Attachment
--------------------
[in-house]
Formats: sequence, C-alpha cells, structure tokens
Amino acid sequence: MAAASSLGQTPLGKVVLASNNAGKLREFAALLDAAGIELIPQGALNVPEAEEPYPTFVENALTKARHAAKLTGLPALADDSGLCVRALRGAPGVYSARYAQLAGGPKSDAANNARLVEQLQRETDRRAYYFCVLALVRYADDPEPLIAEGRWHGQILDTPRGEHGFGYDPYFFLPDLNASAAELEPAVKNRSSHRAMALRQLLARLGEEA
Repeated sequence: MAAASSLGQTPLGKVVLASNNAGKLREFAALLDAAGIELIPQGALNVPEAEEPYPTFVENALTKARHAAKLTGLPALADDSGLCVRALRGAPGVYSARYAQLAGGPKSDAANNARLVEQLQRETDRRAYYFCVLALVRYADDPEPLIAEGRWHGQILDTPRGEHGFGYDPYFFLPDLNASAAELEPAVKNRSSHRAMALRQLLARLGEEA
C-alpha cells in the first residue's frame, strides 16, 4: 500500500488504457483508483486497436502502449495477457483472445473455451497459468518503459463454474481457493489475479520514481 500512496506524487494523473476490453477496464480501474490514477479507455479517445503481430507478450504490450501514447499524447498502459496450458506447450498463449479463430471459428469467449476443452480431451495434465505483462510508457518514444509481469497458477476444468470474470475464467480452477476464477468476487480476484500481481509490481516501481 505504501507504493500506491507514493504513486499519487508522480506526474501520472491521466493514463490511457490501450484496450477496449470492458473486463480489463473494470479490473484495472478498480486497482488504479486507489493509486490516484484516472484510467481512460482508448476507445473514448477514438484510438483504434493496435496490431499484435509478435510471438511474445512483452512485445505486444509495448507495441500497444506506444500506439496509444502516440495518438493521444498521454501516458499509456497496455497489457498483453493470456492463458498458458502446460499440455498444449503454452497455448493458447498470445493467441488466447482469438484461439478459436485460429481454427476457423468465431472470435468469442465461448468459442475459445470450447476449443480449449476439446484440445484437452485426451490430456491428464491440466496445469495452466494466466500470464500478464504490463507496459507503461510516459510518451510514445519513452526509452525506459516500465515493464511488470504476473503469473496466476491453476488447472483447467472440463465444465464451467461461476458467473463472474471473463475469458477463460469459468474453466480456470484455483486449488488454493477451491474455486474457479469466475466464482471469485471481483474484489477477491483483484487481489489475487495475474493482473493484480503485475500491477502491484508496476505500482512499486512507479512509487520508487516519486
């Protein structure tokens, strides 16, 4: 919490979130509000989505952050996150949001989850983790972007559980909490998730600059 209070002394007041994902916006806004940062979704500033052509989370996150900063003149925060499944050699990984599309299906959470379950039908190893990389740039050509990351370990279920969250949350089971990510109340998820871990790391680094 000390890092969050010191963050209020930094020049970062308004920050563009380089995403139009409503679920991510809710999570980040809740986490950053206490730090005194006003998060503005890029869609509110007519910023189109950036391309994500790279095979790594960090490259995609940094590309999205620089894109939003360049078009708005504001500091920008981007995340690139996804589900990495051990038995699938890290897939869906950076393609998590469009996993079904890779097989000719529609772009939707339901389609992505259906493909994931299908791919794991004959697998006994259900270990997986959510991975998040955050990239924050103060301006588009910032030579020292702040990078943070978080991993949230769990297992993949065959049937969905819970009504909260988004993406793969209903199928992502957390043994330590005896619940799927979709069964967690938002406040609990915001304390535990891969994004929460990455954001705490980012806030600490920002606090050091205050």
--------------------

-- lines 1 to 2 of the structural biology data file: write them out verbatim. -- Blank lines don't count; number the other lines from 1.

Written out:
[in-house]
Formats: sequence, C-alpha cells, structure tokens